I consider static variables (and singletons) to be global variables and thus virtually never use them. Making them static ties me to particular decisions. I'm not smart enough to make all the right decisions up-front and so I need my code to be flexible.

Some Guidelines:

  1. If you find yourself needing to access the data inside an object, i.e. the x,y value consider whether you should instead tell that object to do something be invoking a method. I.e. Tell Don't Ask.
  2. If an object (like Painter) is only used for a particular task by an object then it should be a parameter not a member variable.
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Wow, thanks for going in depth to answer my question. I will definitely redesign my approach and implement some sort of Painter class. I actually wonder why I did not came up with such a solution so far. –  ArmoredSandwich Jul 17 '10 at 19:15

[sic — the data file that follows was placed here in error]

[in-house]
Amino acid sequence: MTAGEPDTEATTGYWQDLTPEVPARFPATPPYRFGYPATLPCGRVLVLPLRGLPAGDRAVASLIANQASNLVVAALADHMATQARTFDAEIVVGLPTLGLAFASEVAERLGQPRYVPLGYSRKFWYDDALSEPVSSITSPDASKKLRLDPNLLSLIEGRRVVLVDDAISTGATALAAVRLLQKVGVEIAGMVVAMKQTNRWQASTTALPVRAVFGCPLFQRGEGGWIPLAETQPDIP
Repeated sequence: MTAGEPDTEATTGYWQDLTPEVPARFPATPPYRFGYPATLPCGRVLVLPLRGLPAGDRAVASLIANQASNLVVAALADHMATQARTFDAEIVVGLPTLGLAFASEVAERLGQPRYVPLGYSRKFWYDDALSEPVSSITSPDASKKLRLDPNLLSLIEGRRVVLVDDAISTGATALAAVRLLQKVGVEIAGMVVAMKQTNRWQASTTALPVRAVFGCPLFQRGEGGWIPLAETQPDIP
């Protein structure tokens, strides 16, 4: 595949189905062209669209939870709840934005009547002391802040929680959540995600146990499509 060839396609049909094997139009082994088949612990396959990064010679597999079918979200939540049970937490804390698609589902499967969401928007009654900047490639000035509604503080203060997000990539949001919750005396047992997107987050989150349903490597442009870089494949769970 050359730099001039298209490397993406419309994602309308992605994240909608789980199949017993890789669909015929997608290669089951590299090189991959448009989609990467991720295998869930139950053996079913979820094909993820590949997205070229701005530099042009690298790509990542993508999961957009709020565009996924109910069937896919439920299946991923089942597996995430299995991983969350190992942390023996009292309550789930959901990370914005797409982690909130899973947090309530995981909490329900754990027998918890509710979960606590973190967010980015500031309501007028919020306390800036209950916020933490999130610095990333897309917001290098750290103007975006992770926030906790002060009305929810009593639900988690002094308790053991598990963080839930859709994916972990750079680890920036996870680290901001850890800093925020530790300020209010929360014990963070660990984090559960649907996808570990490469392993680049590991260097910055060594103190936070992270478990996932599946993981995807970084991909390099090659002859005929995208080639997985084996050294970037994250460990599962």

If you have only one camera at all times, i would choose the third way. Otherwise i would choose the second way.

I think that from performance point of view, using a public static field is a good idea. As far as code readability goes, if it is easily understood that there is only one camera at all times, this should be ok too.

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You'll have to benchmark in your context to be sure but here is my experience:

  • Passing parameters to functions is generally the fastest if you have a small number of parameters that will be used a lot in an inner loop. This is because the JIT will assign these to registers
  • Access to public static member variables is also pretty fast, only issues to watch out for are potentially concurrency issues (e.g. might the engine change the camera position while you are in the middle of rendering a frame?)
  • Access via an instance reference is slowest, but still fast enough to be usable in a real time game. It helps if your class is final and the accessor methods are inlined of course.
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Enumerate and calculate to millisecond to m.server by using integer vaule.